What key ingredients constitute a successful foreign language learner? What qualitiesmust one possess in order to succeed at learning French? This essay evaluates thesignificance of certain ‘individual learner differences’ identified by Second LanguageAcquisition (henceforth SLA) researchers in an attempt to determine what separatessuccessful foreign language learners from those who are unsuccessful. A number of linguists including Ellis (2008); Skehan (1989); Robinson (2002a); and Dornyei(2005) have identified motivation, language aptitude, personality and anxiety as the‘core factors’ in successful foreign language acquisition.This paper argues, however, that such a view portrays an over-simplistic andreductive picture of foreign language learning. In reality, no general consensus existsin the literature about the nature and scope of individual learner differences. These‘core factors’ only constitute a restricted view of an otherwise broad and incongruousspectrum of variables identified by other SLA researchers in the field.In addition to this, researchers, educators and students alike must be prudent in their interpretation of findings from previously conducted research before drawing their own conclusions. We must be mindful of how exactly researchers identify thesecharacteristics and how exactly they measure their importance for successful foreignlanguage acquisition.The field of SLA research is one that is still very much in its infancy. This can clearly be seen by the one-dimensional methods of investigation and primitive researchtechniques used to explore the nature of language learning. By way of example, this paper will look at the work that has been carried out in the SLA field since itsconception on one of the key factors, which is considered crucial for successfulforeign language acquisition, namely motivation, and on a lesser researched variable,namely learner strategies.As we evaluate the significance of these two variables for the successful acquisitionof a foreign language, with specific reference to French, we will see how these factorsindirectly influence one another, thus highlighting the complexity of this highlyPage 1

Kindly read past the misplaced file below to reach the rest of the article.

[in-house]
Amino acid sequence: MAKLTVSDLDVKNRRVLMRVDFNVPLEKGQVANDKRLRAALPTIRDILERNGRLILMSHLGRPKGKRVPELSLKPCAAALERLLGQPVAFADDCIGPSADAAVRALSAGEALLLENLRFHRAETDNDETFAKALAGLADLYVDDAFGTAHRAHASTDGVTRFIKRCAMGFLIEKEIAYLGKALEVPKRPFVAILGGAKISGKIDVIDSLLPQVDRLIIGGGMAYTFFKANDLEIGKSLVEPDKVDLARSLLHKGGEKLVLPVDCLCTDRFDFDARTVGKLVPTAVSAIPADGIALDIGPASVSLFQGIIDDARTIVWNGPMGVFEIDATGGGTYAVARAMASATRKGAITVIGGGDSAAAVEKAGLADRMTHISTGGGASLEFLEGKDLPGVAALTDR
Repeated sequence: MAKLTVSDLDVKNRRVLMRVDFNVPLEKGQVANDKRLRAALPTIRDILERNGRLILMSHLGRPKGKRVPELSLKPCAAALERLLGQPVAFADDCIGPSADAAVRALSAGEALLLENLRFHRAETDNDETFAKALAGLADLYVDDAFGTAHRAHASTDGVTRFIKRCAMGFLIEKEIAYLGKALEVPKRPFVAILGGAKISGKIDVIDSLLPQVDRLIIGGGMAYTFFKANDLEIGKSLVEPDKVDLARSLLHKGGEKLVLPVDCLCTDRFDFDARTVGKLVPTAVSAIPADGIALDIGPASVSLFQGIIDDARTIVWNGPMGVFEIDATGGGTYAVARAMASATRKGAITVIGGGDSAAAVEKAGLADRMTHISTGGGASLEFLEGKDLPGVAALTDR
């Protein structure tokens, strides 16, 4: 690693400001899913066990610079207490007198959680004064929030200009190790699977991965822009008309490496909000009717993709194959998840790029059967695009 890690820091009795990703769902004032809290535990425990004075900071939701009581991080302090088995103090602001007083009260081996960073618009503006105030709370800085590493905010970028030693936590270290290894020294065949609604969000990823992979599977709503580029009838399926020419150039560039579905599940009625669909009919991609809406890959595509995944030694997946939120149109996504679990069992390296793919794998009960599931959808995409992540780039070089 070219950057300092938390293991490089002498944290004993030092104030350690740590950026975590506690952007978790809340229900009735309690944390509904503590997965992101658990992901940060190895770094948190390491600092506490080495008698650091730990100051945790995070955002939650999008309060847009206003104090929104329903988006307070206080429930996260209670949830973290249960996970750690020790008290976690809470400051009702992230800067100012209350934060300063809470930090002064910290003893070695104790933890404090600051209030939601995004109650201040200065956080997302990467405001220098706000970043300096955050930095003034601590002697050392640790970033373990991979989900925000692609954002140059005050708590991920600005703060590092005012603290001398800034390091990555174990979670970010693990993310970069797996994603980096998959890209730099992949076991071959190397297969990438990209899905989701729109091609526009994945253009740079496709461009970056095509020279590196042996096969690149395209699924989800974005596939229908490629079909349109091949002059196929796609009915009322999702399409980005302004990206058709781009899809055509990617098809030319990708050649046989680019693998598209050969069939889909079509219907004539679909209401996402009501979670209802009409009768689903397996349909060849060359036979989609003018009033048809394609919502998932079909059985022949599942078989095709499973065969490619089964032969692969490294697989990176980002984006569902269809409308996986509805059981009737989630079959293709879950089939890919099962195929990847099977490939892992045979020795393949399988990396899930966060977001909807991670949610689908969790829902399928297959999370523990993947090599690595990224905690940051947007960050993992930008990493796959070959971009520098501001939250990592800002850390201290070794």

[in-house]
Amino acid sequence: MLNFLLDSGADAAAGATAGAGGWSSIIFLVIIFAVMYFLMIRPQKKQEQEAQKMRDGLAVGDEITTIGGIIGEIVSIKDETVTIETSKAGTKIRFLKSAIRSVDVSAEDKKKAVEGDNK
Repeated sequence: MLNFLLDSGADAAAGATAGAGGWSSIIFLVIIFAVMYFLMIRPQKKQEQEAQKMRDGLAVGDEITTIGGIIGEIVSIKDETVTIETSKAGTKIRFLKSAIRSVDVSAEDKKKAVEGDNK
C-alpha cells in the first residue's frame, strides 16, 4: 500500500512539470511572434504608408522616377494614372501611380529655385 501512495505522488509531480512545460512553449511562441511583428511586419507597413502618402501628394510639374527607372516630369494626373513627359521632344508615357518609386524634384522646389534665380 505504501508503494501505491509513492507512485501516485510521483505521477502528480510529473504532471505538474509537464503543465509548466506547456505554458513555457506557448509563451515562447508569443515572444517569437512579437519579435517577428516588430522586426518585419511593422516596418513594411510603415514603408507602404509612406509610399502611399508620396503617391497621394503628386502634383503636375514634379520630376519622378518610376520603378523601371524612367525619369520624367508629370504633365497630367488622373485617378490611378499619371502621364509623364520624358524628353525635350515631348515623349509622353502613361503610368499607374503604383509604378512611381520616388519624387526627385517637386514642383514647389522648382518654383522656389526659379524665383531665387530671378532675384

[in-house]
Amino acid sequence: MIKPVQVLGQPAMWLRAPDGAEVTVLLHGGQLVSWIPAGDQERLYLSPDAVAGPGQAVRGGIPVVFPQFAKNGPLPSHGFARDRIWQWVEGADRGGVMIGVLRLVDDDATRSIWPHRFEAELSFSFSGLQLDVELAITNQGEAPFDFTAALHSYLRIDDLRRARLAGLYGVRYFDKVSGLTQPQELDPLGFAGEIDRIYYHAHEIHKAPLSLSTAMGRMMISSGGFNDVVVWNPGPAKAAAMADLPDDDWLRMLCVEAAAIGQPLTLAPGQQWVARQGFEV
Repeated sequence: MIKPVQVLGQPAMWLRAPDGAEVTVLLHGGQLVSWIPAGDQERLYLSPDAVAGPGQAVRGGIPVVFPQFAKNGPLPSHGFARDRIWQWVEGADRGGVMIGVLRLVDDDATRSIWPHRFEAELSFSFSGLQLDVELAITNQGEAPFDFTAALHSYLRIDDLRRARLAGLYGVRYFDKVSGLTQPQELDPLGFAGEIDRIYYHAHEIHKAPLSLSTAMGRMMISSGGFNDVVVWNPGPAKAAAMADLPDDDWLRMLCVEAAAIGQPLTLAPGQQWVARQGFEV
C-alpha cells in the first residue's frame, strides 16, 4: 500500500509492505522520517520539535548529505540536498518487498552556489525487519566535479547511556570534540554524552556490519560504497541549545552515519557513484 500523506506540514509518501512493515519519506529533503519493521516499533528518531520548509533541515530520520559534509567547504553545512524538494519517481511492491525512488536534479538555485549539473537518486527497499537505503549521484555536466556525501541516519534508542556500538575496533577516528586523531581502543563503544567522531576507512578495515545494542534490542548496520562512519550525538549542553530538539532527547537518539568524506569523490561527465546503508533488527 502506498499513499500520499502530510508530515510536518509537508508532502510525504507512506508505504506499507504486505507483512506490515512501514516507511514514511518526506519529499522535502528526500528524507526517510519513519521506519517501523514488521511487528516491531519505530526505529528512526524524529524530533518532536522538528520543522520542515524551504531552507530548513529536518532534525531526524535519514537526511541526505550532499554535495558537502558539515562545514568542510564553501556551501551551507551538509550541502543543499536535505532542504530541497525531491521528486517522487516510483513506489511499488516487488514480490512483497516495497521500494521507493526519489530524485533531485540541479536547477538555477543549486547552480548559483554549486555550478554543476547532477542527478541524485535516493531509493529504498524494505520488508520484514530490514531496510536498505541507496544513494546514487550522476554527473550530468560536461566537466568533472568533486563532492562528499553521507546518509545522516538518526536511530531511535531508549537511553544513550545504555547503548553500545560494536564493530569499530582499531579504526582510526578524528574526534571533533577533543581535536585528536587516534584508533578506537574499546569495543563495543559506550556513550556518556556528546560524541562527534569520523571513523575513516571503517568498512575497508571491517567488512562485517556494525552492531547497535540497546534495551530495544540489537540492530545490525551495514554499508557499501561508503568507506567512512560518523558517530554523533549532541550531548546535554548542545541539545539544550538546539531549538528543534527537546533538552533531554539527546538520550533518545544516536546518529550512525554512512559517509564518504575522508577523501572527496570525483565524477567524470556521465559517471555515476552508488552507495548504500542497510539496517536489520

problematical issue. We shall also see how theories of motivation have evolved over the past thirty years, and will undoubtedly continue to do so, with the gradualsophistication of SLA research.Page 2
 
 
Introduction
The question of ‘what makes a good language learner’ is one which is of greatimportance for researchers and educators alike. It is a field of enquiry from whichresearchers hope to better comprehend how we learn and which educators draw on inthe hope of helping students become successful second language learners (Lightbownand Spada, 2006). Researchers have identified a multitude of individual learner differences or ‘variables’ (as noted by Johnson, 2008), which contribute to anindividual’s successful acquisition of a foreign language. In fact one such linguist,Spolsky (1989, (as cited by Johnson, 2008)), has identified 74 factors (which he termsas ‘conditions’) that influence successful foreign language learning. These variablesare found to co-exist in the individual in varying degrees, some to a greater extentthan others (Johnson, 2008). As we shall see, this is a much more intricate andcomplex domain of research than would seem and linguists differ significantly in their theories on individual learner differences.This essay is divided into three main parts. We shall firstly look at how learner variables are defined and organised. Secondly, we will look at the three main problems that have been highlighted by linguists in this area of SLA research: how todefine and measure individual learner variables, how to measure language proficiency, and thirdly, how to assess the significance of a given variable in thesuccessful acquisition of a foreign language. Thirdly, we shall examine theimportance of two variables in the successful acquisition of French as a foreignlanguage; namely motivation and learner strategies.Page 3